If you pay more money to the working poor who actually prop up this economy, well, we rich people will have to increase our demands too:
THE biggest slump in national output since Paul Keating’s early 1990s recession seems an awkward time to be contemplating a hefty across-the-board wage rise or higher interest rates.
Yet Fair Work Australia’s Geoffrey Giudice yesterday delivered a 3.4 per cent pay rise – worth between $19.40 and $38 a week – to 1.4 million or so workers on award wages.
Although purporting to help “low paid” workers, the decision applies right up the award pay scales and is likely to form a wage bargaining floor just as Australia’s biggest ever mining development boom heats up.
We cannot afford to let the widening chasm between rich and poor be in any way reduced!
(I love Stutchbury’s scare quotes around the words “low paid”, too.)
Oh, and in case you people struggling at the margins were in any way persuaded that your salaries increasing would be a good thing, don’t worry – we haven’t forgotten how to scare the shit out of you:
Wage rise threatens to push up interest rates
So shut up and leave us to gobble up all the pie. That you’ve been making.
I’m on an award. I’m not sure if this means I get a pay rise as a result of this decision? I certainly wouldn’t classify myself as part of the “working poor”…
Government’s haven’t budgeted nearly enough for this, including those that endorse the FWA decision.
Good point Micheal S – its obvious the lowest paid (great 25 bucks a week extra, it’ll seem like double that now I’ve quit durries,) workers are responsible for this increase in the cost of living thats hitting those on >$150K a year.
Mining boom this cost of living that – obvious culprits – low paid workers.
The bastards should be working for free, after all every major economy collapses once it loses its supply of slaves and other cheap resources. The selfishness of the plebs never ceases to amaze me.
(Case in point – I don’t own a mortgage or any other debts, being too poor to afford to get into debt or something, so I couldn’t care less about interest rates, and the way things are is simple. If you are “poor” you will be screwed over. Thats how it goes. An extra 20 or 30 bucks a week won’t make much difference for very long.)
Wonder if we’ll ever see this headline;
‘Mining profits rise threatens to push up interst rates’
Just as likely (possibly more so), but a snowflakes chance in hell of ever gracing the pages of The Australian.
WAAAYY off-topic …
Sorry Jeremy I don’t have Twitter … do you mean to tell me an SUV was really truly covered in environmental stickers?!?!?!
And here I was thinking that to put a “One Less Car” sticker on my bike was a bit twattish …
We so desperately need a “Maximum Wage Law” to balance the minimum one. Pick a number, enough to live like a king – 2 million, 5 million, 10 million. Whatever the amount, every dollar earned in a calendar year over that amount is taxed at the rate of 100%. And tie any periodic increases for CPI or whatever to similar percentage increases in the minimum wage. No safe harbours, charities, wholy-owned-companies, or pseudo-non-profit shenanigans. Just strip it from them. They aren’t recirculating it into the economy anyway, so make them.
“Sorry Jeremy I don’t have Twitter … do you mean to tell me an SUV was really truly covered in environmental stickers?!?!?!”
Yes. I noticed while I was sitting in traffic in my car.
@uniquerhys, given that vast majority of people with earnings in excess of say $5 million a year are either upper level management at a multinational corporation, banking or hedge fund trader types, or entrepeneurs of some description – most of whom are pretty free to become overseas residents for tax purposes – how much revenue do you think your top 100% marginal rate will actually collect?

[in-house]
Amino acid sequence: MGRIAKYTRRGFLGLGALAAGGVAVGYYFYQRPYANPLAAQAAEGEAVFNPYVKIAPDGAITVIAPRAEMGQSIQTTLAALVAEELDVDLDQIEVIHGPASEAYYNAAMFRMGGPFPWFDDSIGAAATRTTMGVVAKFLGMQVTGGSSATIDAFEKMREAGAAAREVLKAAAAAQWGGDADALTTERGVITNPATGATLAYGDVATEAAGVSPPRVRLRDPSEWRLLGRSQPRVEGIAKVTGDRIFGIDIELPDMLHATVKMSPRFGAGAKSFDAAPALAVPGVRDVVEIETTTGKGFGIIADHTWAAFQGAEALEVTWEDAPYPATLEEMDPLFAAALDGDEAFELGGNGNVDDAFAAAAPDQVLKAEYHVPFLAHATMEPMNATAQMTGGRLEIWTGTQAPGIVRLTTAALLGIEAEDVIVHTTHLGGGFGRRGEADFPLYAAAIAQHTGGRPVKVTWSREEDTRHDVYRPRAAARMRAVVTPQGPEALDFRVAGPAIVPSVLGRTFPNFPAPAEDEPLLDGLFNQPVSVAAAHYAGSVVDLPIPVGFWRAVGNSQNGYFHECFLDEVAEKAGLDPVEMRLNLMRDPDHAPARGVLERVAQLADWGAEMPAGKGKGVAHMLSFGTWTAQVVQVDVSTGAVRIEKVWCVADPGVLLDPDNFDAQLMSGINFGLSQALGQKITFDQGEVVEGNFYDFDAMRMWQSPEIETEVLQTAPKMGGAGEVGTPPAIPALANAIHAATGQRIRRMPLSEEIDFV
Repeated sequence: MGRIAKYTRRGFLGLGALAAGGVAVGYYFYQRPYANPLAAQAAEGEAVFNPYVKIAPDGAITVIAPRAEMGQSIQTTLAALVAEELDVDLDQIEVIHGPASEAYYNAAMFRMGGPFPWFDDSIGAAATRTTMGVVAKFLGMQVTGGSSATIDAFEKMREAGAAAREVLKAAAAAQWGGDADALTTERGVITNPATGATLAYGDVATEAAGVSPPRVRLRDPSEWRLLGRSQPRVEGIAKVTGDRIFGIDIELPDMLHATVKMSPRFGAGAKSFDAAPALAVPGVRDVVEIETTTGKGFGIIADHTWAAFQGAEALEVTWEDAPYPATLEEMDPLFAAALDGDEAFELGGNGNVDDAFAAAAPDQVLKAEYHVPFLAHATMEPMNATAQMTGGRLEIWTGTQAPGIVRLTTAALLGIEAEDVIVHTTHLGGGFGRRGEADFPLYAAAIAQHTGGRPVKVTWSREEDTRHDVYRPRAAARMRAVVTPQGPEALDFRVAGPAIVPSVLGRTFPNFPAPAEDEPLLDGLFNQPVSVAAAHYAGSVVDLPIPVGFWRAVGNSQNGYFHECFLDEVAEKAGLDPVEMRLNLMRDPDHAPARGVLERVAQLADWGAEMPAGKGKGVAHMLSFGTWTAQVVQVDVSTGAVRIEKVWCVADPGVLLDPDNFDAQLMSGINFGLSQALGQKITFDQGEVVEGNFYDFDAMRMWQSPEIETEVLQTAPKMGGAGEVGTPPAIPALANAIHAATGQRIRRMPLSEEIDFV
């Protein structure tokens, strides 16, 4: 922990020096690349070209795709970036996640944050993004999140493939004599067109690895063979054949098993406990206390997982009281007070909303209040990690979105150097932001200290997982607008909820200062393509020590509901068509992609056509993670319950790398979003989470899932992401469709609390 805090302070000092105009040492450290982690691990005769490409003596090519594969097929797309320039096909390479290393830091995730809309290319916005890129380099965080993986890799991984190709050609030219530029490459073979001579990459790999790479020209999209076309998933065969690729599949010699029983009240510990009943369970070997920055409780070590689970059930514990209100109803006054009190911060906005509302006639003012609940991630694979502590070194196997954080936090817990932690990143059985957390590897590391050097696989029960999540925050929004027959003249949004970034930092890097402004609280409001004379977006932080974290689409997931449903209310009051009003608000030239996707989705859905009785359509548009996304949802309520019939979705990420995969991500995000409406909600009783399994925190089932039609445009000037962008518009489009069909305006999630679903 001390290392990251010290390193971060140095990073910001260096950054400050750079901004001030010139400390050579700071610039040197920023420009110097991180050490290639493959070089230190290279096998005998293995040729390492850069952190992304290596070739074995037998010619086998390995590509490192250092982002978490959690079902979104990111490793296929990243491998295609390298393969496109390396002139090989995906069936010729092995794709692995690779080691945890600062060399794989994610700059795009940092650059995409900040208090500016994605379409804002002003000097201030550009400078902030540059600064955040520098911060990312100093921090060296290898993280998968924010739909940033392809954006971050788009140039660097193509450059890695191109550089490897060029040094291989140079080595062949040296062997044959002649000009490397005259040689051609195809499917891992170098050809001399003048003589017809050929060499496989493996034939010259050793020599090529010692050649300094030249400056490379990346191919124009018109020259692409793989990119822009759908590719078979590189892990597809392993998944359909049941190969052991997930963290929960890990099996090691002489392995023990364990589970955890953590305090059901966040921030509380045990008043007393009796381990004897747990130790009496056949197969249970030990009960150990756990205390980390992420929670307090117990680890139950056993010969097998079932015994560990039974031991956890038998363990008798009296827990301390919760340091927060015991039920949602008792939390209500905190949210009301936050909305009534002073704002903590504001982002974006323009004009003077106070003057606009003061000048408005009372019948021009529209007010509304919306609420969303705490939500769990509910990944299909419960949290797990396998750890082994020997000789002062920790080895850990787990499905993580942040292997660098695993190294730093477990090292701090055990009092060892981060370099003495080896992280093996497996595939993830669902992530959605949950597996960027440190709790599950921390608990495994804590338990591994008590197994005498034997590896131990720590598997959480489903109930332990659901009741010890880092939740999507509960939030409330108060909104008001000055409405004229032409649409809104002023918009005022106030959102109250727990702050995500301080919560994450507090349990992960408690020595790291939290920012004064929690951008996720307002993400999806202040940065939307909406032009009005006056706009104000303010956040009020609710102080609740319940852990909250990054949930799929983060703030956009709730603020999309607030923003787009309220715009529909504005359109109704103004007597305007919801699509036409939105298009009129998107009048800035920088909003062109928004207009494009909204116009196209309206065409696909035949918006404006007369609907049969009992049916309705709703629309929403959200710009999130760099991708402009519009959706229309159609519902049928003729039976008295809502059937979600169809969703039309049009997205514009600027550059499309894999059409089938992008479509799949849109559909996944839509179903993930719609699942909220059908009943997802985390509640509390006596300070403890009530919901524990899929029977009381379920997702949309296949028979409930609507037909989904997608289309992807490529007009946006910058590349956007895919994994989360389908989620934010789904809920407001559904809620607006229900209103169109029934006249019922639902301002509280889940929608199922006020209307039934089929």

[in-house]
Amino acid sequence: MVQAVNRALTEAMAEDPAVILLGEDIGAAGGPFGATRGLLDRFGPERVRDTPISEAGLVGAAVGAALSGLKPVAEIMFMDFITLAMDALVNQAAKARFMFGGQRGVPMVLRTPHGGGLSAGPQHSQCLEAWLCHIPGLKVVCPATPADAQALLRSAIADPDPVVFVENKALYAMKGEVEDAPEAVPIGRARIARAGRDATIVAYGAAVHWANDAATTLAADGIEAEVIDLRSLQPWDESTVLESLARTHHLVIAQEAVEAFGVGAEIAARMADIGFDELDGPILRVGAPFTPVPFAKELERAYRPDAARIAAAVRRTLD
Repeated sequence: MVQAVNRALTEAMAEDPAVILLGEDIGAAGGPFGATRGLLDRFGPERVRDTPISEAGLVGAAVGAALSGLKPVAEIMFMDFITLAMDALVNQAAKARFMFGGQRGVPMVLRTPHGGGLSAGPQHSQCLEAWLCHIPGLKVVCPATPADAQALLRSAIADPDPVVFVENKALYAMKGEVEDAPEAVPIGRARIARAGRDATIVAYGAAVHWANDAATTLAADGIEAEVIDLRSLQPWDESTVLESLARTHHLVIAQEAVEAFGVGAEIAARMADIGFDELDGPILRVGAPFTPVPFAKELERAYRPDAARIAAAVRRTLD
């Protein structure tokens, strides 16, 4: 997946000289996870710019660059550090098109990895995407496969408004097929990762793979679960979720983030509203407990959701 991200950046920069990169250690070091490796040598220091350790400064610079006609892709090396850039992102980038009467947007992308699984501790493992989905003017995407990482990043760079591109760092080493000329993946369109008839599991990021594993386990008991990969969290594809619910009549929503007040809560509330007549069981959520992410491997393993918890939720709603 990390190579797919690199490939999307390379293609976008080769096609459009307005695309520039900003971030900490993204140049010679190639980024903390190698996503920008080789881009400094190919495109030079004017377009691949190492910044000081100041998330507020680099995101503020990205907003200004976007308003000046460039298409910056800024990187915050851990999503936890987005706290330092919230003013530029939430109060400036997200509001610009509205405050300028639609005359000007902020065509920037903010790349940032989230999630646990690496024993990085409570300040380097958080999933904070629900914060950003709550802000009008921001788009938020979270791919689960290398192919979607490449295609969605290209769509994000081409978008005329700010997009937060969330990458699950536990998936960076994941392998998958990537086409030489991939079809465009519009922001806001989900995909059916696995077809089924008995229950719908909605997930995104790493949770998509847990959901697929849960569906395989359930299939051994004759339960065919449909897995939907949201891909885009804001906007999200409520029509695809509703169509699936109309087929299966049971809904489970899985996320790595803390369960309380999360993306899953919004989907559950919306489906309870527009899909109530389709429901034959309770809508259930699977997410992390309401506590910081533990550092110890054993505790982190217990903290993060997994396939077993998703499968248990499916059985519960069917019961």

And I’m still curious to know if anyone can tell me if I get a pay rise, purely by virtue of being on an award.
Not necessarily a contradiction, depending on the model of the car and how its used. A large segment of the 4wD driving populace don’t need them and are burning fuel for not much more reason than to own a status signal. But some people may actually drive such cars off-road, and pay for Green Power on their electricity bill or do all sorts of other quite environmentally conscious things, without being a hypocrite.
“most of whom are pretty free to become overseas residents for tax purposes – how much revenue do you think your top 100% marginal rate will actually collect?”
There are laws related to transfer of large sums of money overseas. I know this because of the stupid questions on the custom forms every time I fly overseas and back on a business trip. (As if I’m going to carry $10,000 in cash out in my pocket! That’s what credit cards are for!) Set transfer limits and have the banks deduct the tax on the way out.
I’m aware that it isn’t very workable. It’s nice to dream though. Takes the edge off the feeling of helplessness in the face of the aristocratic twerps. At least for a while.
I don’t mean that these people will have their income paid in to overseas bank accounts. I mean the multinationals, banks, new businesses, etc will all be headquartered in Singapore instead of Sydney, and the people making $10 million even if Australian citizens will become Singaporian residents, at least for tax purposes, while the organisations they are part of will continue to sell their services in our country. If push came to shove, they would probably give up their Australian citizenship if necessary, given you’re proposing to forbid people earning over a certain amount.
The pattern happens time and again. You can follow the majority of the OECD and set a top marginal tax rate somewhere above American levels to sensibly maximise revenue; but if you start going significantly higher than 50%, people will just move, like the Beatles did when they were paying 98 cents in the dollar or whatever it was.
That’s the problem – there should be a maximum, but you can only do it if everyone else in the world does it, too.
Which they won’t.